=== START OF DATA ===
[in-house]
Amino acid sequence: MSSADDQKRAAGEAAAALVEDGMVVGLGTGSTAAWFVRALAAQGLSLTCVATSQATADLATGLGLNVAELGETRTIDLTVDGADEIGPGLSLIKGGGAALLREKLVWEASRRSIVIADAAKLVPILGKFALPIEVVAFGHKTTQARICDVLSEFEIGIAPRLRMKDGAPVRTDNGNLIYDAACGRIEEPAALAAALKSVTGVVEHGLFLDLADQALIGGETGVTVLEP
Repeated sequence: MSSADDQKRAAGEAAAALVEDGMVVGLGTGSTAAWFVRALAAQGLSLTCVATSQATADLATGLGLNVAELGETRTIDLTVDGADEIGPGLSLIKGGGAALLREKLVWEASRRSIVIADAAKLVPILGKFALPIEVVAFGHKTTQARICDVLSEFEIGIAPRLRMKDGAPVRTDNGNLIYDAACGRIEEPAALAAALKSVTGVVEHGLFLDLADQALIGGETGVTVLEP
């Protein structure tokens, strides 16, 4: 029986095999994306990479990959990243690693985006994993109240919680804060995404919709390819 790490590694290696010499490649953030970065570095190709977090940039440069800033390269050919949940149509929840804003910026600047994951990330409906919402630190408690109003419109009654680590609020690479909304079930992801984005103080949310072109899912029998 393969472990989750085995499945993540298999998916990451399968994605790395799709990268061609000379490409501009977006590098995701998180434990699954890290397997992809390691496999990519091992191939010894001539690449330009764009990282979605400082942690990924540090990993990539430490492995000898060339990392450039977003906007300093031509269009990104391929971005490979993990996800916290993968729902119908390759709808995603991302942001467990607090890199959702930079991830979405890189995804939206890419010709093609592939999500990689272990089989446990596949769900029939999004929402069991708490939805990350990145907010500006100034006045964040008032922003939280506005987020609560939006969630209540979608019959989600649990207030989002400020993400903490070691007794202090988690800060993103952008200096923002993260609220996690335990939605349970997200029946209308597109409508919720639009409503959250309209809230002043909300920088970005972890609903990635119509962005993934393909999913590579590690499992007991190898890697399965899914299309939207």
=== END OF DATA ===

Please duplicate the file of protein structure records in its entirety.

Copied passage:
[in-house]
Amino acid sequence: MSSADDQKRAAGEAAAALVEDGMVVGLGTGSTAAWFVRALAAQGLSLTCVATSQATADLATGLGLNVAELGETRTIDLTVDGADEIGPGLSLIKGGGAALLREKLVWEASRRSIVIADAAKLVPILGKFALPIEVVAFGHKTTQARICDVLSEFEIGIAPRLRMKDGAPVRTDNGNLIYDAACGRIEEPAALAAALKSVTGVVEHGLFLDLADQALIGGETGVTVLEP
Repeated sequence: MSSADDQKRAAGEAAAALVEDGMVVGLGTGSTAAWFVRALAAQGLSLTCVATSQATADLATGLGLNVAELGETRTIDLTVDGADEIGPGLSLIKGGGAALLREKLVWEASRRSIVIADAAKLVPILGKFALPIEVVAFGHKTTQARICDVLSEFEIGIAPRLRMKDGAPVRTDNGNLIYDAACGRIEEPAALAAALKSVTGVVEHGLFLDLADQALIGGETGVTVLEP
């Protein structure tokens, strides 16, 4: 029986095999994306990479990959990243690693985006994993109240919680804060995404919709390819 790490590694290696010499490649953030970065570095190709977090940039440069800033390269050919949940149509929840804003910026600047994951990330409906919402630190408690109003419109009654680590609020690479909304079930992801984005103080949310072109899912029998 393969472990989750085995499945993540298999998916990451399968994605790395799709990268061609000379490409501009977006590098995701998180434990699954890290397997992809390691496999990519091992191939010894001539690449330009764009990282979605400082942690990924540090990993990539430490492995000898060339990392450039977003906007300093031509269009990104391929971005490979993990996800916290993968729902119908390759709808995603991302942001467990607090890199959702930079991830979405890189995804939206890419010709093609592939999500990689272990089989446990596949769900029939999004929402069991708490939805990350990145907010500006100034006045964040008032922003939280506005987020609560939006969630209540979608019959989600649990207030989002400020993400903490070691007794202090988690800060993103952008200096923002993260609220996690335990939605349970997200029946209308597109409508919720639009409503959250309209809230002043909300920088970005972890609903990635119509962005993934393909999913590579590690499992007991190898890697399965899914299309939207």